Key focus areas for CEOs

Retaining and engaging employees

According to the Lattice State of People Strategy Report, 60% of CEOs have emphasized the need to retain and engage their workforce – highlighting the widespread recognition of the direct link between employee engagement and organizational success. Engaged employees often exhibit higher productivity, better customer service, and lower turnover rates, which are key for sustaining competitive advantage.

Recruiting and training

Another major focus for 35% of CEOs lies in recruiting and training employees – a priority reflecting the challenges organizations face in filling skill gaps amid rapidly changing industry demands. Training equips employees with necessary skills and aids in engagement and retention strategies by showing investment in employees’ professional growth.

Major challenges for CEOs

Retention and engagement issues

With 41% of CEOs identifying retention and engagement as a top concern, it’s evident that companies struggle to maintain a committed workforce. Challenges in these areas can stem from factors including inadequate recognition, insufficient career development opportunities, and a lack of alignment with organizational values.

Recruitment difficulties

Filling open positions remains a core challenge for 40% of CEOs. Difficulties in recruiting can be attributed to a mismatch between the available talent pool and the specific skill sets companies require. Rapidly changing technological and business environments further complicate this issue, innovative recruitment strategies to attract the right candidates.

State of the workforce in 2024

Engagement Levels

Currently, only 30% of U.S. employees feel engaged at work, the lowest level of engagement in over a decade. Low engagement rate signals a need for organizations to re-evaluate their employee interaction strategies and workplace environments. Engaged employees typically display a higher level of commitment and productivity, which contributes to organizational success.

Turnover expectations

About 33% of U.S. hiring managers expect an increase in turnover this year, highlighting concerns about employee retention across industries. An increase in turnover can lead to major costs for companies, including lost productivity and increased recruitment and training expenses. Addressing the root causes of employee dissatisfaction is key to mitigate these turnover rates.

Job satisfaction

Only 25% of U.S. workers report being very satisfied with their jobs, hinting at broader discontent in the workplace. Factors contributing to this dissatisfaction may include lack of advancement opportunities, insufficient compensation, poor management practices, and an unsupportive work environment. Companies must address these issues to improve job satisfaction and retain talent.

The role of senior leaders in cultivating workplace culture

Non-delegable responsibility

Senior leaders hold the primary responsibility for setting the tone and standards of the organizational culture. They actively define what the ideal culture looks like and directly engage in the steps required to cultivate this environment. As culture stems from the top, leaders’ commitment to fostering an inclusive, respectful, and validating environment is non-negotiable. They set strategic goals and make sure that the culture aligns with these objectives, driving the organization forward.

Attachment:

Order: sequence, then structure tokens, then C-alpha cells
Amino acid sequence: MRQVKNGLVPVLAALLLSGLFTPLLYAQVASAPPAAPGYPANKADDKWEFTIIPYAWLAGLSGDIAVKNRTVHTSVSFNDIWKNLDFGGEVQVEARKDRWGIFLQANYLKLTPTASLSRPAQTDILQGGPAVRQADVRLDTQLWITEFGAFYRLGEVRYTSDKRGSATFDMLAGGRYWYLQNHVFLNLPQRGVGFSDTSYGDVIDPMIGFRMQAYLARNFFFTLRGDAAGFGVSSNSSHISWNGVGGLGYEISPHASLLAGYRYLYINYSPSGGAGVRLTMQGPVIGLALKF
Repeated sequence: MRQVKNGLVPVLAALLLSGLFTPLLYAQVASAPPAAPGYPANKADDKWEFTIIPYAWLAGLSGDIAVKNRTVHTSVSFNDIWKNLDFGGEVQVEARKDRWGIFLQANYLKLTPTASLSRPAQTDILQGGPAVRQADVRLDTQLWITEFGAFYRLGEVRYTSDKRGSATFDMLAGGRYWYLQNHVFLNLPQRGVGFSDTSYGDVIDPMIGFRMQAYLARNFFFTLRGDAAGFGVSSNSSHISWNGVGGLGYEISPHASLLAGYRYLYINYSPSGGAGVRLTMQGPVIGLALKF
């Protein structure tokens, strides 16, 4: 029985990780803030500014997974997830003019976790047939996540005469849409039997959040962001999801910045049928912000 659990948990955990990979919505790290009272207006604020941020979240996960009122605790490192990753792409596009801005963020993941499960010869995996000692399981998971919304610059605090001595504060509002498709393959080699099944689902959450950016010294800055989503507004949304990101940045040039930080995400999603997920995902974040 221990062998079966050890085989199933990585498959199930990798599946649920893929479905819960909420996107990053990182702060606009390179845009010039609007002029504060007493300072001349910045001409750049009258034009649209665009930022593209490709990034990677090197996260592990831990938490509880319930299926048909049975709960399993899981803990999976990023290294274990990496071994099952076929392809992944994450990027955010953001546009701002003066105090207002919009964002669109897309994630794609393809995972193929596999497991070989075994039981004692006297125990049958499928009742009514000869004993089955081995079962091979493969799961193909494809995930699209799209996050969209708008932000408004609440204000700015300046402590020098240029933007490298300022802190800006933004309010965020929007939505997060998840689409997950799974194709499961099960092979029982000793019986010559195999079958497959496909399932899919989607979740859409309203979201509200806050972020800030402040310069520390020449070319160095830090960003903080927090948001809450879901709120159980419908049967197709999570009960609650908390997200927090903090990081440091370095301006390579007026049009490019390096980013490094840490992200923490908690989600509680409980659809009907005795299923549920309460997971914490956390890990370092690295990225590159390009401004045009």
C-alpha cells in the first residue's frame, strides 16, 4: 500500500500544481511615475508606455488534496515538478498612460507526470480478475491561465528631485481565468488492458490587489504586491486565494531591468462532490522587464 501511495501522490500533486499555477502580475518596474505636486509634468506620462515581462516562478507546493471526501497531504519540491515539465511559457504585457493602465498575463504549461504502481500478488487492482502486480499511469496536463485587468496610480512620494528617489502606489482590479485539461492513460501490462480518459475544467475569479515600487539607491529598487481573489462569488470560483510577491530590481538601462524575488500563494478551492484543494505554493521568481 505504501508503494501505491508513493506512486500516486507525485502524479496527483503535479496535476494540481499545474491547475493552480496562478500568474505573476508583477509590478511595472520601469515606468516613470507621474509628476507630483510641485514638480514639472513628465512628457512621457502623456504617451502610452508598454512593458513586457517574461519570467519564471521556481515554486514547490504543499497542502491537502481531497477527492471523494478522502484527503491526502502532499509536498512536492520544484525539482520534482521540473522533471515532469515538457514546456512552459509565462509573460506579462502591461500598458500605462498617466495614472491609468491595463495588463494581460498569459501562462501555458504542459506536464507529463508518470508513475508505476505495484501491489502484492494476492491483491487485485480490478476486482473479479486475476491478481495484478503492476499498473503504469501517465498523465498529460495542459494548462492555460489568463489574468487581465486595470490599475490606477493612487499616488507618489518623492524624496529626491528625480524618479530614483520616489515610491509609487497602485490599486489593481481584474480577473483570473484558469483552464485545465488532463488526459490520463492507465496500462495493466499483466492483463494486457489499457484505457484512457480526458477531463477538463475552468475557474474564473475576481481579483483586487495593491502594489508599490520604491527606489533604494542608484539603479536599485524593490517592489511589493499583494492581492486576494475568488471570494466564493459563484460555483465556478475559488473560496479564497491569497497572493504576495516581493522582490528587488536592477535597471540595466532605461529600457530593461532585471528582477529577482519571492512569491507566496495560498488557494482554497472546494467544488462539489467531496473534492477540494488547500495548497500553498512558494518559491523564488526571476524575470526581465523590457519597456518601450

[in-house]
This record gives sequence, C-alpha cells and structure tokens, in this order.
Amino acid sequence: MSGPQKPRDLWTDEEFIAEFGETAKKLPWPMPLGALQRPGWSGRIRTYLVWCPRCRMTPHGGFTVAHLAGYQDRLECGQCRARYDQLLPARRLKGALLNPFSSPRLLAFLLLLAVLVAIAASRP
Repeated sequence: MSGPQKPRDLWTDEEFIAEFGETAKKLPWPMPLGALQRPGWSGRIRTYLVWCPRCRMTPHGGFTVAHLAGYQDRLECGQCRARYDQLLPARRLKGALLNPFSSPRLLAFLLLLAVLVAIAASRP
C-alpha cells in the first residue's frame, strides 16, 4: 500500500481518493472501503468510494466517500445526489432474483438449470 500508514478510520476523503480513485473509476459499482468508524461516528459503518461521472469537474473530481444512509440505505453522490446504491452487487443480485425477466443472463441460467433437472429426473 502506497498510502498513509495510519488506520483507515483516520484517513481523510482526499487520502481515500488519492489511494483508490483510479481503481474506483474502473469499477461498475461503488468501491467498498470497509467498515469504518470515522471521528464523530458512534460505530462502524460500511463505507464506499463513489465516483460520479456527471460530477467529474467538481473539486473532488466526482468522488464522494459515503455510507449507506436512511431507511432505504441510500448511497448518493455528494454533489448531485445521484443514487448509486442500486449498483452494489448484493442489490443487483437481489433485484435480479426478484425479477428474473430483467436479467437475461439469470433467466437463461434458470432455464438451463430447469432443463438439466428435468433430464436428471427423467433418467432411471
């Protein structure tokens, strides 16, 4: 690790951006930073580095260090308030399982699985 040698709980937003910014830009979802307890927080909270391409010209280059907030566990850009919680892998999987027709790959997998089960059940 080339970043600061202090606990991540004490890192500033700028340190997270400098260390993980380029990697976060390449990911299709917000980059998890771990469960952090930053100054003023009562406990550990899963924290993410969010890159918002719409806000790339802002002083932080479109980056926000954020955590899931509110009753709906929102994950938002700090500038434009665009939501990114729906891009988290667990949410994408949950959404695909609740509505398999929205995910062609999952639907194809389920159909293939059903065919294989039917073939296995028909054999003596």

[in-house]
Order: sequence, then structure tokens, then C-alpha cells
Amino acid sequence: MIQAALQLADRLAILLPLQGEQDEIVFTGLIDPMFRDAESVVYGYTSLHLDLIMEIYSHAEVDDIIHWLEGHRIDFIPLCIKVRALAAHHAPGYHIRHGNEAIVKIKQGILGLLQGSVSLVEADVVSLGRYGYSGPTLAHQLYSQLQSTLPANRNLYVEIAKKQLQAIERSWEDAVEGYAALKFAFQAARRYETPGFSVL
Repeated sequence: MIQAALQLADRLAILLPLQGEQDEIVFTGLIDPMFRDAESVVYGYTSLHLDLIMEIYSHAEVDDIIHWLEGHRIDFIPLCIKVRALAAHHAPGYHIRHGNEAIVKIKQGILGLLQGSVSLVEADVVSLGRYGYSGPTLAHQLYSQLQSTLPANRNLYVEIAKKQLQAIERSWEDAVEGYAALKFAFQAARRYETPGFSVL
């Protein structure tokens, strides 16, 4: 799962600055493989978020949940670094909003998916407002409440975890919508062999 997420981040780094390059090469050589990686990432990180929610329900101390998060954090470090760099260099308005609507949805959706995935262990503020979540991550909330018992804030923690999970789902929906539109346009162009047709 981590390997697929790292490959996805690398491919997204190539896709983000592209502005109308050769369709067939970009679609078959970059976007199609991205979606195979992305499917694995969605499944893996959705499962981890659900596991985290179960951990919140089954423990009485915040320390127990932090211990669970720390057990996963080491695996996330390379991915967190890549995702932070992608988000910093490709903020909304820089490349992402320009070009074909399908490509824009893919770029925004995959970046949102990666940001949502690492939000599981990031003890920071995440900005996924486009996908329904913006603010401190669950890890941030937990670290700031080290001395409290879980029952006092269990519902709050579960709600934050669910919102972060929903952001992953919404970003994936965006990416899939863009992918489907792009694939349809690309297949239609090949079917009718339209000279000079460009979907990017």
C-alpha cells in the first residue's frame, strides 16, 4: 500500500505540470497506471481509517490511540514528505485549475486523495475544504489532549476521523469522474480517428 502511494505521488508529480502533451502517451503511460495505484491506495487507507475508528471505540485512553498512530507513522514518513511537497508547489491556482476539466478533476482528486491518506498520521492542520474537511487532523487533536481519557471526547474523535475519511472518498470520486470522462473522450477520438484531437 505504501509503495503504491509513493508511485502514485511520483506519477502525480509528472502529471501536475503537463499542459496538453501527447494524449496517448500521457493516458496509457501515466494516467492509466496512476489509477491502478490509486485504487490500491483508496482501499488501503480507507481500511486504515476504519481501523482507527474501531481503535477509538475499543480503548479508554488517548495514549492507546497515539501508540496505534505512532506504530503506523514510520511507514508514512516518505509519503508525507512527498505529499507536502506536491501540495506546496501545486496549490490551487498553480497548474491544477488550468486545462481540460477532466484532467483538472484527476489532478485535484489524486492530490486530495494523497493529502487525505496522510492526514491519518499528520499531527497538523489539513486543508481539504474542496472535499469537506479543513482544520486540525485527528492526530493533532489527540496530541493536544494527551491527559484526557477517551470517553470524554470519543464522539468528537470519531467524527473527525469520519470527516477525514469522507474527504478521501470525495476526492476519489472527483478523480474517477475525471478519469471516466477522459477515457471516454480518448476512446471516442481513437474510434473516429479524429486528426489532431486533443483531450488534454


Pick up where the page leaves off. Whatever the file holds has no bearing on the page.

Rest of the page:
Accountability measures

Leaders establish accountability by setting clear expectations for behavior and performance that support the desired culture. They need to enforce these standards consistently across all levels of the organization. Ensuring accountability involves regular assessments of how well individuals and teams uphold the values of respect and validation, and addressing discrepancies swiftly and constructively. Leaders must communicate these expectations clearly and provide the necessary resources for their teams to achieve these standards.

Practical steps for cultural change

Modeling and mentoring

Leaders must demonstrate the behaviors they expect to see in their employees. Through consistent modeling of positive interactions and constructive feedback, they serve as role models for their teams. 

Mentoring involves guiding employees in their current roles and in developing their potential and aligning their career goals with the organization’s objectives. Mentoring – when done effectively – supports the cultivation of a strong, cohesive culture by embedding the organization’s values into everyday practices and interactions.

Building the ideal culture

Creating the ideal work culture is a comprehensive project that spans 18 to 24 months. This process involves continuous efforts in aligning, refining, and reinforcing cultural expectations. During this period, leaders must stay engaged with the process, gather feedback, and make iterative adjustments so that the culture remains relevant and supportive of the organization’s evolving goals and challenges.

Maintaining culture

Once established, the desired culture requires ongoing dedication and monitoring to sustain. Leaders must commit to regular evaluations and refinements of cultural practices. Monthly attention from senior leaders makes sure that the organization maintains its focus on cultural alignment and adapts to new challenges or changes in the external environment. Sustaining an effective culture demands persistent leadership attention to employee behaviors, engagement levels, and the overall health of the workplace environment.

Tim Boesen

April 25, 2024

4 Min